South Korea’s ruling party suffers devastating defeat in mayoral elections By Reuters


© Reuters. Opening ceremony of the 21st National Assembly, in Seoul


By Hyonhee Shin

SEOUL (Reuters) – South Korean President Moon Jae-in’s ruling party suffered a devastating defeat in a special election for key mayoral posts amid political scandals and policy blunders, vote counts showed on Thursday.

Millions of South Koreans went to the polls on Wednesday to elect chiefs of the country’s two largest cities, the capital Seoul and port city of Busan, among 21 local offices up for grabs.

The election was widely seen a key barometer for potential political shifts for Moon’s progressive party with less than one year left before the March 9 presidential election.

Moon and his Democratic Party have seen their approval ratings plunge to record lows in recent months amid skyrocketing housing prices, deepening inequality, sex abuse scandals and souring ties with North Korea.

In Seoul, People Power contender Oh Se-hoon secured 57.5% of votes among 8.4 million voters, clinching victory over Democratic candidate Park Young-sun who garnered 39.2%, according to the state election commission.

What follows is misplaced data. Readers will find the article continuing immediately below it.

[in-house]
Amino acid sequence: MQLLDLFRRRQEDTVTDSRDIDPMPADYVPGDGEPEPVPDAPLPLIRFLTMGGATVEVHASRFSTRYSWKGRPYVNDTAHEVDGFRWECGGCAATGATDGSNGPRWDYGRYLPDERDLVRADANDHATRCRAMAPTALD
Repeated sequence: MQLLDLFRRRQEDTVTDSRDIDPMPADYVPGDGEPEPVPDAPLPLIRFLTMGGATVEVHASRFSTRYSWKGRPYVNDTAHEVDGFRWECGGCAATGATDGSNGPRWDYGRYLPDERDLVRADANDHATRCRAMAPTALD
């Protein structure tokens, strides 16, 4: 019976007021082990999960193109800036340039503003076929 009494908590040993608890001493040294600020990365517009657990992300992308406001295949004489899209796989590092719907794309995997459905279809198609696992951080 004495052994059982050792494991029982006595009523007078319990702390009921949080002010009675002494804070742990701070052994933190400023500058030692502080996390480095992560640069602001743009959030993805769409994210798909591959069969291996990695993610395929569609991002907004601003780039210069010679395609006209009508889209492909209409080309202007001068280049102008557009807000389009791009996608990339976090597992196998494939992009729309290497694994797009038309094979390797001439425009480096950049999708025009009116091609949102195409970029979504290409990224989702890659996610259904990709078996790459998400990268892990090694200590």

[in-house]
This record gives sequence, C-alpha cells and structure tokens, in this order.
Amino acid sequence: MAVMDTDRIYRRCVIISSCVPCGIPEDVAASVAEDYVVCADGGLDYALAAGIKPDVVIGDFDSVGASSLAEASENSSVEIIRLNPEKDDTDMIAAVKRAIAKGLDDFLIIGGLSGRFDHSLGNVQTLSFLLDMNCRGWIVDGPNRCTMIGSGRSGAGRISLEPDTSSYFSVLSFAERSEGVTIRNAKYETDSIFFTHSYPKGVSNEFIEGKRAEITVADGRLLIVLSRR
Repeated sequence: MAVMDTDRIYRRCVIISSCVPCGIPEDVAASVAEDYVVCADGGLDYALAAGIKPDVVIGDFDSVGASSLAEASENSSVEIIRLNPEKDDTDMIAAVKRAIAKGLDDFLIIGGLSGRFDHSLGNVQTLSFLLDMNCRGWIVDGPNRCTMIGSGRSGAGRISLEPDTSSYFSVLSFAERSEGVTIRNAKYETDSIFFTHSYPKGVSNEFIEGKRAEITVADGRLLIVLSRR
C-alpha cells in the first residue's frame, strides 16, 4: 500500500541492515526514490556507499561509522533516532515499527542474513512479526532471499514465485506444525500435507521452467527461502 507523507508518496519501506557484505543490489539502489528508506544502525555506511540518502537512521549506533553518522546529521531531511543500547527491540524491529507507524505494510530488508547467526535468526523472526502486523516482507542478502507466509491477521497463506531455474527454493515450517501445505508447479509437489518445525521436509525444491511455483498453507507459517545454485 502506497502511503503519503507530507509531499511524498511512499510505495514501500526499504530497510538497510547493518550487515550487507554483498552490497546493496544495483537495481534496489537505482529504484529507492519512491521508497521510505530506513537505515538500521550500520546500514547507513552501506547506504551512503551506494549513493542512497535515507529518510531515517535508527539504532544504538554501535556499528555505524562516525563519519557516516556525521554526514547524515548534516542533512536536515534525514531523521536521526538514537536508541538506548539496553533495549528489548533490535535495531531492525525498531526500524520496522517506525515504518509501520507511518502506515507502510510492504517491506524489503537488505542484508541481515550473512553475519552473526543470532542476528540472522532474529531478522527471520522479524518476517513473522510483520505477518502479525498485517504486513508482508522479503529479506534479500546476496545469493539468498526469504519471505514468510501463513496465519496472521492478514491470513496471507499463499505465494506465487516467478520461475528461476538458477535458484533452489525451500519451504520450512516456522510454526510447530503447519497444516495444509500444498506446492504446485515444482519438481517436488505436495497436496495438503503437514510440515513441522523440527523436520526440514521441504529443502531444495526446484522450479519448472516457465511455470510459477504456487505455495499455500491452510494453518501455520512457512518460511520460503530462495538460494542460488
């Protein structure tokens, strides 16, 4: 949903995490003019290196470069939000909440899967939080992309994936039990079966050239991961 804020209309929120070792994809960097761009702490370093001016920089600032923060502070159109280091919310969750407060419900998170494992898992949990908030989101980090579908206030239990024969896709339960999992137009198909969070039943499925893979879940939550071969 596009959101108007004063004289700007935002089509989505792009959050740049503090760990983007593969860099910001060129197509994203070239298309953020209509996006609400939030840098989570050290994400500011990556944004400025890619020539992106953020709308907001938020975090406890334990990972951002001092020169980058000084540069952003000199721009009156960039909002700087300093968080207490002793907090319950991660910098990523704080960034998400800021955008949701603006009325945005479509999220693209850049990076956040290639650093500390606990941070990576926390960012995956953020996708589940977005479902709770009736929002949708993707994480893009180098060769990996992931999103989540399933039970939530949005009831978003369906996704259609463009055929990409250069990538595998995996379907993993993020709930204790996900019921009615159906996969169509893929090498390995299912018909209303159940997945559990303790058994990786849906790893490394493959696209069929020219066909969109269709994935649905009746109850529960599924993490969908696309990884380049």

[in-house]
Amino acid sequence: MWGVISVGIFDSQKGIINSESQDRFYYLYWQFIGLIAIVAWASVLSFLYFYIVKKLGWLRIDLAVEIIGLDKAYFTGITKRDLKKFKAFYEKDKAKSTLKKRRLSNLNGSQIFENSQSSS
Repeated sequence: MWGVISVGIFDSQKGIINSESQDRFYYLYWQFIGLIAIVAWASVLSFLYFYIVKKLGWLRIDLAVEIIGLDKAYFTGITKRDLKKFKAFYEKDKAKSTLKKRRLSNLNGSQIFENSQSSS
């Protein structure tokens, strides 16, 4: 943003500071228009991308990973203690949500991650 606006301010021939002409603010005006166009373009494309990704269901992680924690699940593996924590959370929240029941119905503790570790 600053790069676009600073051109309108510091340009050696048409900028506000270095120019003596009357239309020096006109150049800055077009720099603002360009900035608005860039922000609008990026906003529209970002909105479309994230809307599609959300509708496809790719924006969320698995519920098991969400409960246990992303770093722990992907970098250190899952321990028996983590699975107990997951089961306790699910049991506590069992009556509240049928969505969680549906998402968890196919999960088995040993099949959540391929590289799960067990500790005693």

Exit polls had predicted Oh’s landslide victory. Vote counts showed that Oh – who previously served as Seoul mayor from 2006 to 2011 – won all 25 districts of the city, fetching three times as many as Park got in the affluent town of Gangnam.

Oh expressed gratitude to voters after his victory was finalised, while Park conceded defeat, vowing “soul-searching over punishment from citizens.”

People Power Chairman Kim Chong-in said after exit polls were released that popular anger had “exploded” over the government’s policy failures.

“I cannot hold back the sense of responsibility that’s already weighing heavily on my mind,” Oh said.

In Busan, People Party candidate Park Hyung-joon received 62.7% of the votes, beating Democrat Kim Young-choon who earned 34.4%.

Voter turnout was 58.2% in Seoul and 52.7% in Busan from some 12.16 million eligible to cast ballots, exceeding 50% in a snap election for local offices for the first time, according to the commission.

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